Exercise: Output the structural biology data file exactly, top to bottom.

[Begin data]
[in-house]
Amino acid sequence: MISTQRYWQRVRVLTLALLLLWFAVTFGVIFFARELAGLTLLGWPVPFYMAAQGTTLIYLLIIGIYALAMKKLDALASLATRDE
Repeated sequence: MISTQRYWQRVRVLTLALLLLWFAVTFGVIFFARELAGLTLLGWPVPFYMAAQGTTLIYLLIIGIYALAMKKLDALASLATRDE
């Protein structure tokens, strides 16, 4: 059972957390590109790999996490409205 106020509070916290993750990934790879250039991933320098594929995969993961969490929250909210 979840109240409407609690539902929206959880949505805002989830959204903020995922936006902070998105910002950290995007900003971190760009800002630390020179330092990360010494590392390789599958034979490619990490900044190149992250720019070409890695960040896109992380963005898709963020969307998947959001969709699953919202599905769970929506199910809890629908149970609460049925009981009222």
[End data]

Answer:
[in-house]
Amino acid sequence: MISTQRYWQRVRVLTLALLLLWFAVTFGVIFFARELAGLTLLGWPVPFYMAAQGTTLIYLLIIGIYALAMKKLDALASLATRDE
Repeated sequence: MISTQRYWQRVRVLTLALLLLWFAVTFGVIFFARELAGLTLLGWPVPFYMAAQGTTLIYLLIIGIYALAMKKLDALASLATRDE
């Protein structure tokens, strides 16, 4: 059972957390590109790999996490409205 106020509070916290993750990934790879250039991933320098594929995969993961969490929250909210 979840109240409407609690539902929206959880949505805002989830959204903020995922936006902070998105910002950290995007900003971190760009800002630390020179330092990360010494590392390789599958034979490619990490900044190149992250720019070409890695960040896109992380963005898709963020969307998947959001969709699953919202599905769970929506199910809890629908149970609460049925009981009222």